The play is written as a series of extremely short, separate scenes linked only by the two characters, both actors, who appear in them all….

There is no storyline to join the different incidents and conversations together, but what the play lacks in plot it partly makes up for in atmosphere….

The image of theatre that the play projects is inevitably limited and distorted by the fact that it is written as a two-character drama. The final result, though a valuable corrective to the 'no business like show business' idea, is no more wholly satisfying or complete, and ironically the concentration upon stage mishaps tends ultimately to reinforce the mythological glamour of theatre, not destroy it. The impression of flawless perfection and feted achievement may be undermined, but it is only replaced with an impression of delightful gaiety and exhilarating unpredictability.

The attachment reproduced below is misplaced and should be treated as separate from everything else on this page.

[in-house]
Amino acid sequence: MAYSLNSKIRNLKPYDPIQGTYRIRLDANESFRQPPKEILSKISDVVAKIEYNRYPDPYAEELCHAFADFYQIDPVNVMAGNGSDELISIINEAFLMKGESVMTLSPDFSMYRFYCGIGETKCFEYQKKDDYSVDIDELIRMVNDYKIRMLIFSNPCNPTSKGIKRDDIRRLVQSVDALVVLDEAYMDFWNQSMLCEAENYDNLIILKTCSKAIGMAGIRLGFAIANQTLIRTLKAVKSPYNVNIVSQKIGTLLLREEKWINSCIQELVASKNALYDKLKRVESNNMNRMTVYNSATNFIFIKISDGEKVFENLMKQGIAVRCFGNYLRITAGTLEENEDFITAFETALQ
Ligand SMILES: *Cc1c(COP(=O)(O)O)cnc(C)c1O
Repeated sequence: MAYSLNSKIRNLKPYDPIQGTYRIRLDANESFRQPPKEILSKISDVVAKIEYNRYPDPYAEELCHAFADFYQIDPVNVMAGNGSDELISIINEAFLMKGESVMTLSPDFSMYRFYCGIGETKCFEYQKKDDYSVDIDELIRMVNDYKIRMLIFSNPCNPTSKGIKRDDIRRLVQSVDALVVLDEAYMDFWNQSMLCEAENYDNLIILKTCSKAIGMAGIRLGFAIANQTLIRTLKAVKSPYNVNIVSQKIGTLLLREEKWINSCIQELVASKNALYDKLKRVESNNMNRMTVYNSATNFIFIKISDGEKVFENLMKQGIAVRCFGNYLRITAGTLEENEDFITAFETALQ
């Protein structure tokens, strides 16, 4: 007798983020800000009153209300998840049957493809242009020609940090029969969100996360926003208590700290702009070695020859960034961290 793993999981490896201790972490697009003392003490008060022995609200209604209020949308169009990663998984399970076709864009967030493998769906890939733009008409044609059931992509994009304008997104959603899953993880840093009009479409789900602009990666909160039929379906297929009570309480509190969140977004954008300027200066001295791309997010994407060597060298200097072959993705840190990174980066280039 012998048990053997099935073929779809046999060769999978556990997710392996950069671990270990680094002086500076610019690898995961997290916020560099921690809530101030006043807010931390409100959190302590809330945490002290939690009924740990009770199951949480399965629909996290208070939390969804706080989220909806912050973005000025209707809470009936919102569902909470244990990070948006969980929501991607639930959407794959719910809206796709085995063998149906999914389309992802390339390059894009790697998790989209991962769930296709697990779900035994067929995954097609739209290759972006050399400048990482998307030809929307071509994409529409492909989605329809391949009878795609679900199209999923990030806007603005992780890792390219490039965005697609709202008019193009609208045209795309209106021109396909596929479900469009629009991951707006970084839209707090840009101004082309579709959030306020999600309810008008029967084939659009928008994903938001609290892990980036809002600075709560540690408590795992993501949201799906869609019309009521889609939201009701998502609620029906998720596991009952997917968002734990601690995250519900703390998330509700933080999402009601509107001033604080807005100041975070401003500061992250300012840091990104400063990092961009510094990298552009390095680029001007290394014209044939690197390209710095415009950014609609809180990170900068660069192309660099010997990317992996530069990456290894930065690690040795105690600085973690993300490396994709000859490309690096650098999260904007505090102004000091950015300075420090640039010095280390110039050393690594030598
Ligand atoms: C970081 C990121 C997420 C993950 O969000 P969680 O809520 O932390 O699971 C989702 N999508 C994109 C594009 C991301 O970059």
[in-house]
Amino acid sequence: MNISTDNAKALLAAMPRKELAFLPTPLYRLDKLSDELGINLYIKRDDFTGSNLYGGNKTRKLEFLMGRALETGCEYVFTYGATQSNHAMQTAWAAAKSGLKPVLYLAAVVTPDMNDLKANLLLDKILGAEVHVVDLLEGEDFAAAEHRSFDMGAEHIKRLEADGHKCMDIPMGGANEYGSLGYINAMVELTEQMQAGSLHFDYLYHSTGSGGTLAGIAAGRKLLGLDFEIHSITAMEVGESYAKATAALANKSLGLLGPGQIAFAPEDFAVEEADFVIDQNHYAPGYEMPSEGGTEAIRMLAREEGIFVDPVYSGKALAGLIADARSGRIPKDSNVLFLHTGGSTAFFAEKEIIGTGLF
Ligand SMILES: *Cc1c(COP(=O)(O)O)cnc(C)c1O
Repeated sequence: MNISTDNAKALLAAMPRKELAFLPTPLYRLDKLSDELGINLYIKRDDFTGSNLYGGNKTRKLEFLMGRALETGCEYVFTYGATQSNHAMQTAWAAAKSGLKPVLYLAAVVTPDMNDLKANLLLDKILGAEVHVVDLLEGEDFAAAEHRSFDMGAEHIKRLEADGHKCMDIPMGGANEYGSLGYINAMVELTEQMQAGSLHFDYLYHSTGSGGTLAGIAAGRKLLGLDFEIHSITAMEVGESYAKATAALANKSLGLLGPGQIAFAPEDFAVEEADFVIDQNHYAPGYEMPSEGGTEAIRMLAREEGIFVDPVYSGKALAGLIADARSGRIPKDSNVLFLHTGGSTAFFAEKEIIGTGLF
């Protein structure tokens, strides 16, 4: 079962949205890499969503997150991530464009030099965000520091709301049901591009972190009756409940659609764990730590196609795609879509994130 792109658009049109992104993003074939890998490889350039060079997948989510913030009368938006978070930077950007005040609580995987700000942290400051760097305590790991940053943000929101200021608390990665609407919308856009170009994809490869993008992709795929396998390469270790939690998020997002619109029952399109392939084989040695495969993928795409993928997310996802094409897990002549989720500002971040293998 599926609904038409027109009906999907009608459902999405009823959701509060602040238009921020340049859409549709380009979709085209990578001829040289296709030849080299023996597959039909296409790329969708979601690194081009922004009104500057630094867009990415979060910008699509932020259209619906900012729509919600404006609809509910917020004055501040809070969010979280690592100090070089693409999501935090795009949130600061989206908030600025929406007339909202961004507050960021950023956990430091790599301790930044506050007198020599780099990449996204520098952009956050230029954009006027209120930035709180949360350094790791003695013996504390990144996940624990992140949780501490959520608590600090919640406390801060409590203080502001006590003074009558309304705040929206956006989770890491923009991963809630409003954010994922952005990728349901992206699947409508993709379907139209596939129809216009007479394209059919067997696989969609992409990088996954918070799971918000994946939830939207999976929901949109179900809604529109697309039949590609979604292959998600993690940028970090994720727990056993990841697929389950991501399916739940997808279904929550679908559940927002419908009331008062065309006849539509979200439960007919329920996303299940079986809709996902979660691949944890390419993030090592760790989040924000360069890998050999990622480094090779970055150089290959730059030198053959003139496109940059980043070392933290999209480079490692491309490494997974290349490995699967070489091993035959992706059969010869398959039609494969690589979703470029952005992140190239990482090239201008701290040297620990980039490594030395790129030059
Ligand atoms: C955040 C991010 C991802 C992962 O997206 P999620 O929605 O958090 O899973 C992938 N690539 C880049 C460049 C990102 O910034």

Nevertheless, the play still has a good deal to recommend it since in addition to its analysis of theatre, it also offers a touching study of youth and age. (p. 25)

The play is not an explosive piece of theatre, but after the mechanical explosions and statutory violence of other plays by some of the younger American dramatists …, its contained emotion and understated substance come as a welcome and refreshing change. (p. 27)

Colin Ludlow, "Reviews: 'A Life in the Theatre'" (© copyright Colin Ludlow 1979; reprinted with permission), in Plays and Players, Vol. 26, No. 11, August, 1979, pp. 25, 27.

Robert Storey